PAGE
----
Rapidly repeated notes on harp will result in a buzzing sound as fingers touch already vibrating strings. Some harpists call this “stomping.” This is a simple, incredibly important fact which is not in any orchestration manual I own, and it’s especially true with the lower, more widely vibrating strings. The orchestrator may score a harp part where a low octave is supposed go – bum BUM! What they will get is a bum-ZZZBUM. Unfortunately, sound sets complicate the problem, because you can repeat a sound as fast as you like without hearing any buzzing. And that can get you into heaps of trouble during rehearsal.
There’s a further problem – a quickly repeated note effectively kills the resonance of the first pluck in an unfortunate way. The composer may wish to hear two beautifully articulated notes played in rapid succession: dun-DUN! – but what actually happens is more like dutt-znDUN! This is why harp tremolos are often tuned in enharmonic pairs, like the right hand on D#-F# alternating rapidly with the left on Eb-Gb. That way, there is just slightly more time for the string to stop vibrating before being plucked again.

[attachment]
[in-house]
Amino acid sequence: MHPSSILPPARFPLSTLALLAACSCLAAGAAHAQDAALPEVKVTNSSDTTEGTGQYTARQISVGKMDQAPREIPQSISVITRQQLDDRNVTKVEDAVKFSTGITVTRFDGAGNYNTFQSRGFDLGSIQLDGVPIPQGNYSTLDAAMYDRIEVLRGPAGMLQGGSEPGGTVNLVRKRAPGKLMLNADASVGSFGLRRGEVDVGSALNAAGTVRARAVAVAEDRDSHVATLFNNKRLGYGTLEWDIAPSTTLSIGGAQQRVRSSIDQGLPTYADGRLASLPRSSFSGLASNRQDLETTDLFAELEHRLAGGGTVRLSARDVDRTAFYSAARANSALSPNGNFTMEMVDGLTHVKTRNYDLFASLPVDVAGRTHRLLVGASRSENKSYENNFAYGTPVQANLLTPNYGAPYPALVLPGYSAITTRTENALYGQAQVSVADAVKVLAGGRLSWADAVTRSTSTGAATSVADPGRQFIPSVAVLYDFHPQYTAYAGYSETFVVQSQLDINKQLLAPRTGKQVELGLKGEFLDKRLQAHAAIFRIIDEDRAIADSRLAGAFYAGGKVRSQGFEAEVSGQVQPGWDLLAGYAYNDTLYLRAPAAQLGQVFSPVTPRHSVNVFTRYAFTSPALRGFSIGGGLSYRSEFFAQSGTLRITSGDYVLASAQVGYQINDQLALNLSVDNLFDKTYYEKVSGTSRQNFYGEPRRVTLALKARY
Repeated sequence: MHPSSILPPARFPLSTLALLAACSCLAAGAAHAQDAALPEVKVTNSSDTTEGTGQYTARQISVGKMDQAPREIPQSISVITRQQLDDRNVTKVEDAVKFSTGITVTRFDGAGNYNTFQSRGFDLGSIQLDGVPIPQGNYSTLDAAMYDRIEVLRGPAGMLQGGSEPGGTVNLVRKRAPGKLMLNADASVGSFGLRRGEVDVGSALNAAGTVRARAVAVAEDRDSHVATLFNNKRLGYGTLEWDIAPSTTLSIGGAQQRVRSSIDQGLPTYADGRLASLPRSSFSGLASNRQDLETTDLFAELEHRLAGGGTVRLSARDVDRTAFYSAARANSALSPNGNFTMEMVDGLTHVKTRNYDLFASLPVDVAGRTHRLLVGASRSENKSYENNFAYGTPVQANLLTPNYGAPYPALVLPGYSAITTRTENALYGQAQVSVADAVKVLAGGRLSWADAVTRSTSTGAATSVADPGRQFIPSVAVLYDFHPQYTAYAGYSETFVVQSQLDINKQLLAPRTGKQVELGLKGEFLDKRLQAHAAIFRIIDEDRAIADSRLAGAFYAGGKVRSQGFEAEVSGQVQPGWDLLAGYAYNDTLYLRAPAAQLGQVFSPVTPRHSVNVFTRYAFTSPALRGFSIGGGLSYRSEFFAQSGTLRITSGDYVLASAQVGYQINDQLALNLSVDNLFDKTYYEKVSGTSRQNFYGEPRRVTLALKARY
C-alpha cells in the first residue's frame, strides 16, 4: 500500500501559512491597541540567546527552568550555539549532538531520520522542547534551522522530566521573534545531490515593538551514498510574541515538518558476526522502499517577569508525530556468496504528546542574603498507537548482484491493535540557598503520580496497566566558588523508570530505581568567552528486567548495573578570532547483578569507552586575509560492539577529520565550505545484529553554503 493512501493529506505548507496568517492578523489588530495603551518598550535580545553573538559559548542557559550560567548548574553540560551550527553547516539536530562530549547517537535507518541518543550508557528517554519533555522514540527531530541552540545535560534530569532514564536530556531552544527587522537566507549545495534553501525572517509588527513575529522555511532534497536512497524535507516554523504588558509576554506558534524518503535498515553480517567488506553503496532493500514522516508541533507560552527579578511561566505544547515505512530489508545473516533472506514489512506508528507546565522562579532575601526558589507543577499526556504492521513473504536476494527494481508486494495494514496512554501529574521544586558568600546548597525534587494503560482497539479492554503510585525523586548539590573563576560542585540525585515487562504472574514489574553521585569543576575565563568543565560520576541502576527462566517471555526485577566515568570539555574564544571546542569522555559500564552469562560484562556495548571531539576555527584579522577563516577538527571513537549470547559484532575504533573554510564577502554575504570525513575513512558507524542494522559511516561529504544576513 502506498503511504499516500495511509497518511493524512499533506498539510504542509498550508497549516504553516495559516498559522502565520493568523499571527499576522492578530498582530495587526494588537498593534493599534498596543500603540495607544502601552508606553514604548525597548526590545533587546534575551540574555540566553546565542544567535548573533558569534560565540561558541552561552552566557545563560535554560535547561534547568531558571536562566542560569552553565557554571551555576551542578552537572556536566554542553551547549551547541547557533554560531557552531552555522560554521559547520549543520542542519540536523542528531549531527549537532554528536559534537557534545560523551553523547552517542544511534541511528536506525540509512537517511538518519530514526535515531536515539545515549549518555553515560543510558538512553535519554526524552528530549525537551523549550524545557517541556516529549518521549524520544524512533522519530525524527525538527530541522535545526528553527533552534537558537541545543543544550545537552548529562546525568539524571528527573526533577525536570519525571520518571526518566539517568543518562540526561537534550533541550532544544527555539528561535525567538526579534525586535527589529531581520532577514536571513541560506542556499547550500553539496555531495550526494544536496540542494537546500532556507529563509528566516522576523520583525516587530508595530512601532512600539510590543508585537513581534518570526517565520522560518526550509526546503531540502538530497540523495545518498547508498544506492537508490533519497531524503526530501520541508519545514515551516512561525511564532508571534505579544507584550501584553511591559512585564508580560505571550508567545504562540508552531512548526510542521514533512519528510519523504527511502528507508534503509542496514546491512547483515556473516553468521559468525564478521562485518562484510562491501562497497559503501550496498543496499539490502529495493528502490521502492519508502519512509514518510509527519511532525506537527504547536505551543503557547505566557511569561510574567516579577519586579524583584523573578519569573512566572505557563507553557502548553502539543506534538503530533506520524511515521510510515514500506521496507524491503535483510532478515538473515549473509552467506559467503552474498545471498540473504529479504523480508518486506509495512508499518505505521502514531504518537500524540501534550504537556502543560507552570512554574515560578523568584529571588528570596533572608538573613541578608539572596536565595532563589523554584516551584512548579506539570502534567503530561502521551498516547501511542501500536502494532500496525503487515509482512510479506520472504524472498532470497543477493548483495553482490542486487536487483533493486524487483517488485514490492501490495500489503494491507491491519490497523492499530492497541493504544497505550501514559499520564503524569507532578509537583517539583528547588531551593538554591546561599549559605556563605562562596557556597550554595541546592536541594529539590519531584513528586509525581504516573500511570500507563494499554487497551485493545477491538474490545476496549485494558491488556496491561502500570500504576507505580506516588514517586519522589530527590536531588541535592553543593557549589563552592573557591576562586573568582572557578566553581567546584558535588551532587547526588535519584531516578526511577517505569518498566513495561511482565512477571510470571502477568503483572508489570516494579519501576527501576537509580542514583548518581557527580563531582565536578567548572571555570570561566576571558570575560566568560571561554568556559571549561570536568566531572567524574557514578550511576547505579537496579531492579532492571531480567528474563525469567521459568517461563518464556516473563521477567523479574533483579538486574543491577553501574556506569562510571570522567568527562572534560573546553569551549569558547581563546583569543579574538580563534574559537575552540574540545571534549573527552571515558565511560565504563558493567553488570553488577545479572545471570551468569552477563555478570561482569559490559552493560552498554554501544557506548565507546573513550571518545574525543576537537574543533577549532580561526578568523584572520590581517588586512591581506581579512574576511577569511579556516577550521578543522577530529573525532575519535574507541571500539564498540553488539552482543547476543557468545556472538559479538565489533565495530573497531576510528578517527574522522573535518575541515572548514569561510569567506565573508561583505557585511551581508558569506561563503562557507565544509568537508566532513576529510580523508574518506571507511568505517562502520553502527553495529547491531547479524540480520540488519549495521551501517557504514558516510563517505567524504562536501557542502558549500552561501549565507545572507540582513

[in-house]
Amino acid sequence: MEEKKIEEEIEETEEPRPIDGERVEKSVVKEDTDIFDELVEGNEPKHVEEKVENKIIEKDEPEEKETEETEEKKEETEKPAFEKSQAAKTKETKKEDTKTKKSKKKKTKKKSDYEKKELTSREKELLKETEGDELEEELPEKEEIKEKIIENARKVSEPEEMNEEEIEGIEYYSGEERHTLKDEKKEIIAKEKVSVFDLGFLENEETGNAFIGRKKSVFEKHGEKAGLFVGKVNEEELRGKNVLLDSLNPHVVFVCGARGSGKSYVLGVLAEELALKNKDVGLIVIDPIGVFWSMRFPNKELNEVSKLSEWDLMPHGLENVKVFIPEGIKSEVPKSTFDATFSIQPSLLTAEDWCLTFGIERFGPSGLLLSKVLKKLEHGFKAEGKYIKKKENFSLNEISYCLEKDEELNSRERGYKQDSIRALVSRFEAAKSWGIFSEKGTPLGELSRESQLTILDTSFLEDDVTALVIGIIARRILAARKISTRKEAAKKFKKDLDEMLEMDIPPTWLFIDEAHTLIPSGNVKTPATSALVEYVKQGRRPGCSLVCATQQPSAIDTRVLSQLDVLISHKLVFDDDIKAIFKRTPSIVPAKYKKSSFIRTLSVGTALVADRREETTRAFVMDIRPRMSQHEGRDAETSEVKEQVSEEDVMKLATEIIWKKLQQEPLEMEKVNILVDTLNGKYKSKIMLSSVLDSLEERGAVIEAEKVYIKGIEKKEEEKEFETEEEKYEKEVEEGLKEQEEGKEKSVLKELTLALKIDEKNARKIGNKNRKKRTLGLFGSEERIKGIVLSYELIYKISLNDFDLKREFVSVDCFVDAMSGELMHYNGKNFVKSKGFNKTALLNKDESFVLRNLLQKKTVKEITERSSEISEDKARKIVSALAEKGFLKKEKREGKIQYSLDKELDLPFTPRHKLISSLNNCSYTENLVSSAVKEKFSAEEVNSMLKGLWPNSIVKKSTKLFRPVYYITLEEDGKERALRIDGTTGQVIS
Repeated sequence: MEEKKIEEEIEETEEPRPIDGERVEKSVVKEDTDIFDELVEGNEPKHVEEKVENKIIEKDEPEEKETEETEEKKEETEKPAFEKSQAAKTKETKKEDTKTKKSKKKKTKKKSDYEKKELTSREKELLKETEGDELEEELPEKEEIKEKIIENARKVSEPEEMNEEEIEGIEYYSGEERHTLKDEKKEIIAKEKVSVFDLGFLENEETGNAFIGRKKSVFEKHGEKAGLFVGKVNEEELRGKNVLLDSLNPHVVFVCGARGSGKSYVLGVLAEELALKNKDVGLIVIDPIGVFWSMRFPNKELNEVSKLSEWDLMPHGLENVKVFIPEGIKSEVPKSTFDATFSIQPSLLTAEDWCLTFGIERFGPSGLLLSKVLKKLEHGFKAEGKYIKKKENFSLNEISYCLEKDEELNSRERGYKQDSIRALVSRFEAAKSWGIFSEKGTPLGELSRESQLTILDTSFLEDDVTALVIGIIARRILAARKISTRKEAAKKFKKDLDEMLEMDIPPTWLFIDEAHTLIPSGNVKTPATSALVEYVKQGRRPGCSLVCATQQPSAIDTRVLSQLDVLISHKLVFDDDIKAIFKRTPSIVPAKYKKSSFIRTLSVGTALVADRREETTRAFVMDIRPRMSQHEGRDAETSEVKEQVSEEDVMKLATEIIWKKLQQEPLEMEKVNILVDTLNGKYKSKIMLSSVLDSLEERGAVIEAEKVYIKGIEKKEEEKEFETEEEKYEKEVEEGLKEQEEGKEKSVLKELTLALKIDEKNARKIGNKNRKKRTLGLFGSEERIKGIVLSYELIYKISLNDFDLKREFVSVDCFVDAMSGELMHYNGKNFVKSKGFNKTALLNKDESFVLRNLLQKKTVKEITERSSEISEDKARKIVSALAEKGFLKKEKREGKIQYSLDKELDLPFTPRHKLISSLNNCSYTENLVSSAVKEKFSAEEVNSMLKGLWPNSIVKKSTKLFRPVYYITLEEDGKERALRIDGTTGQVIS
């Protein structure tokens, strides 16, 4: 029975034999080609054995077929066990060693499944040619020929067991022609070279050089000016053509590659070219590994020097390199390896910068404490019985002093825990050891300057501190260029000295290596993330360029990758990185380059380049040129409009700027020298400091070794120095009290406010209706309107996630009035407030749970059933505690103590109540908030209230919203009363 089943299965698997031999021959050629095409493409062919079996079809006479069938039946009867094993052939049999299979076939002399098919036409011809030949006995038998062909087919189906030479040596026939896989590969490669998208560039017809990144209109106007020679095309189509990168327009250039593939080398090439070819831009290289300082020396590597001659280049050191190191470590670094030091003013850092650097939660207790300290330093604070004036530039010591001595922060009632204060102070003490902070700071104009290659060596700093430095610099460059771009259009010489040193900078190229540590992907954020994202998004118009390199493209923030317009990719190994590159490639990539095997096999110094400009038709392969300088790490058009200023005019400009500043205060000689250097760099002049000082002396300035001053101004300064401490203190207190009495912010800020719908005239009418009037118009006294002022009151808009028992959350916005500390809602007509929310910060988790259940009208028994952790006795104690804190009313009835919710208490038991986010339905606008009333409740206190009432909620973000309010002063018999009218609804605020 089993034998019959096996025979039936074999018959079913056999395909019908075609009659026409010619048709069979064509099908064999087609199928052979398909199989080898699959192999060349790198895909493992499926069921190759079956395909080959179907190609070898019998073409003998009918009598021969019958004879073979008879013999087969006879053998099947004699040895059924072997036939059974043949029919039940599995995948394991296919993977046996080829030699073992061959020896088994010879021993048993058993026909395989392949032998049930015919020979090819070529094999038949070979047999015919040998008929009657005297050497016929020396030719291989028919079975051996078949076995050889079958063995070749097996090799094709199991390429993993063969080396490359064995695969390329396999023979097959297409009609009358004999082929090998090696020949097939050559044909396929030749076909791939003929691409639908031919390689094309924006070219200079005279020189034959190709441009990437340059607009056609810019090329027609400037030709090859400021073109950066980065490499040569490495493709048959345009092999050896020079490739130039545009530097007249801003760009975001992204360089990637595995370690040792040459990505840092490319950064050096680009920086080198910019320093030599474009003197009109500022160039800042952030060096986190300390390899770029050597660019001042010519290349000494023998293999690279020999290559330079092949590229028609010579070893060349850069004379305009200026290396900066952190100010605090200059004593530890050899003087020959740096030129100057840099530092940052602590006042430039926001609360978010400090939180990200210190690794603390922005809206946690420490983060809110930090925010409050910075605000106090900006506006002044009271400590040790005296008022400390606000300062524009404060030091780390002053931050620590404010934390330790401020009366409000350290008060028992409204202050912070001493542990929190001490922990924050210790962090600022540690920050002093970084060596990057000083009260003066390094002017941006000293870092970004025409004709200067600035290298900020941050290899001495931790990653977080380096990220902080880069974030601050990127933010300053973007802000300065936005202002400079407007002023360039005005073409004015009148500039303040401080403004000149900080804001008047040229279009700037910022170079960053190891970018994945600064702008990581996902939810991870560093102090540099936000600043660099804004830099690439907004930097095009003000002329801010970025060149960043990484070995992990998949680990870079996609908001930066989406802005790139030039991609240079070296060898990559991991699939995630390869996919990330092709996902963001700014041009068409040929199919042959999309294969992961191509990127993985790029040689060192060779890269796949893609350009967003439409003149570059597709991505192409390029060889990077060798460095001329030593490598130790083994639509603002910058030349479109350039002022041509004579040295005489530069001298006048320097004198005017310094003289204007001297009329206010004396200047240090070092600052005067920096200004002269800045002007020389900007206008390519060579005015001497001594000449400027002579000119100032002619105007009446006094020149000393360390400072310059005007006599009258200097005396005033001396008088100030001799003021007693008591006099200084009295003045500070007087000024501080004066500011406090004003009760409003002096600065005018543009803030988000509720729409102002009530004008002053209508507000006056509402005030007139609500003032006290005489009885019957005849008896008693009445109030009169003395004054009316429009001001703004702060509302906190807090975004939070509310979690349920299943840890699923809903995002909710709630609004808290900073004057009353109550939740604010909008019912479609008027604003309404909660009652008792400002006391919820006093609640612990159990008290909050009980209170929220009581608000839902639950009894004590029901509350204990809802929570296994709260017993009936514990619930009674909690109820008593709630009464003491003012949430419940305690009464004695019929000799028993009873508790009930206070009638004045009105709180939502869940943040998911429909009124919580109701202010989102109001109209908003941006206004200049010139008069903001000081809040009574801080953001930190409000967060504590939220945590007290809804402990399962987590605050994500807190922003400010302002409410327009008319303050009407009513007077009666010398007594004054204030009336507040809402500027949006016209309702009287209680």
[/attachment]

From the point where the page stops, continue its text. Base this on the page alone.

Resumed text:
I fell into this trap myself recently while working on my concerto. The screen cap below contains two excerpts. In the upper excerpt from the first draft, you see the problem right away – I’m asking the harpist to repeat the upper and lower notes of each arpeggio. As cool as this sounds in my head, it doesn’t work on harp strings.* After working with the harpist, I came up with a better solution, more idiomatic to the harp (and frankly more interesting musically). In the excerpt from the second draft, you can see how I dovetail around the end of each arpeggios, to set up the strong first note of the next arpeggio as it changes direction.
My harpist liked this a lot, as it made the music sound spilling over rather than punctuated. We’ll see how it comes off in concert this April.